Raising Capital

Raising money for your startup Step 4: How to demonstrate successes to investors

When pitching for investment for your startup or growth business, highlighting or drawing attention to your prior successes can make you more attractive to potential investors.

Your business’ key achievements can be relayed to investors regardless of the way in which you deliver your pitch. This comes in handy if you choose to run an equity crowdfunding campaign on a platform which offer co-investment as standard.

In this instance, your investment pitch will appear both online in the form of your pitch page and supporting documentation, (especially your Investor Presentation. 

For tips on what information to put into your presentation alongside your achievements, check out this post: Creating a Killer Pitch: Investor Presentation) and offline if you get the opportunity to pitch live (it should easily be covered in one slide).

This post will look at some of the ways in which you can highlight your key successes when raising money, along with some real-world examples.

As always, we’d love to hear what you think, so if you have any tips or stories to share, please leave a comment in the section at the bottom of the page.

Why do investors need to know what your business has already done?

Showcasing your key achievements when pitching provides potential investors with a number of valuable insights, such as your ability to successfully execute your business plan, how quickly your business has grown since it started, and the budget with which you were able to get to this stage.

All of this information instils confidence in investors and provides them with evidence of your progress, both past and projected.

Below is an example of the GrowthCapitalVentures “Achievements” page which was included in their Investor Presentation when they opened for investment in 2014.


Connecting achievements with metrics.

It’s also a good idea to link your key achievements-to-date to key metrics in your financial forecast. In the example below, Just Eat show their achievements alongside in financial terms, such as “revenue” and “cash-generated”).

This approach offers potential investors a tangible view of your progress and provides a clear picture of the steps you’ve made to this point.


Achievements which are linked to metrics in this way show how well your business has met the goals you set when you started out.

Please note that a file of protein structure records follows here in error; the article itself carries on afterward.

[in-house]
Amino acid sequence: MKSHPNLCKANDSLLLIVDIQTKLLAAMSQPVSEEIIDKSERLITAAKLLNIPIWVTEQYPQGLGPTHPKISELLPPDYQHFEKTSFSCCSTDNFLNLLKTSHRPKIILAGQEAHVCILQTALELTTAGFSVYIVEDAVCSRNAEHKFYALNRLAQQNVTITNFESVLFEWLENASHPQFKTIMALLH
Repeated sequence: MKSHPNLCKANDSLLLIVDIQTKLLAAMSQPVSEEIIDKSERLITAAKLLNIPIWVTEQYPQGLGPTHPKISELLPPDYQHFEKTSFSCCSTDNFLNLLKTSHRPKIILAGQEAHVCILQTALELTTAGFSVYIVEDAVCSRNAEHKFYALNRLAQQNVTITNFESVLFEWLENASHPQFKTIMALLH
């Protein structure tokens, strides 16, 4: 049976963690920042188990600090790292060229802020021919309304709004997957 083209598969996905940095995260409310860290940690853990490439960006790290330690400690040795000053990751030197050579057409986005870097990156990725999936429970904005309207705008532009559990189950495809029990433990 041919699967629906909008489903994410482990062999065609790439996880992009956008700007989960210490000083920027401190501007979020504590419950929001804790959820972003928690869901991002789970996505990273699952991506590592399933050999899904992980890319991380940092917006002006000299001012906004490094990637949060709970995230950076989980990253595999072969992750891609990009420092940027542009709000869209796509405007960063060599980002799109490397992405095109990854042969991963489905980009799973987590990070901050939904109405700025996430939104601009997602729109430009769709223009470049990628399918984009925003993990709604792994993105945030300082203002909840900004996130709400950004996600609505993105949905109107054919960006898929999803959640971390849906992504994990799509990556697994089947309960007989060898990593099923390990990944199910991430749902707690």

Investors will look at all evidence of quantifiable measures, or Key Performance Indicators (KPIs), to gauge your past performance and predict your future potential when deciding whether or not to invest.

Types of evidence to include in your supporting documentation

Whilst each investor has his or her own set of criteria when it comes to making investment decisions, all will want to see evidence to back up your claims of achievement and ability.

Put together a paper trail which documents your journey so far and which you believe could help to showcase your successes as part of your equity fundraise.

Examples could include positive cash flow documents and records of any business loans you have taken and subsequently repaid.

The success of your team

As well as showing investors what milestones your business has achieved, it is important to include details of your relevant industry expertise, especially if you have been responsible for growth, expansions, and the securing of new clients and customers.

Similarly, it is a good idea to the expertise and industry achievements of your management team as they are integral to the overall success of your business.

The inclusion of your key achievements, as outlined above, will help you build a solid foundation upon which your future business goals can be assessed by potential investors.

Because your accomplishments can serve as a window into the future performance of your business, evidence you provide will illustrate how you good you are.

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Growth Capital Ventures (GCV) is backed by funds managed by Maven Capital Partners, one of the UK’s leading private equity and alternative asset managers.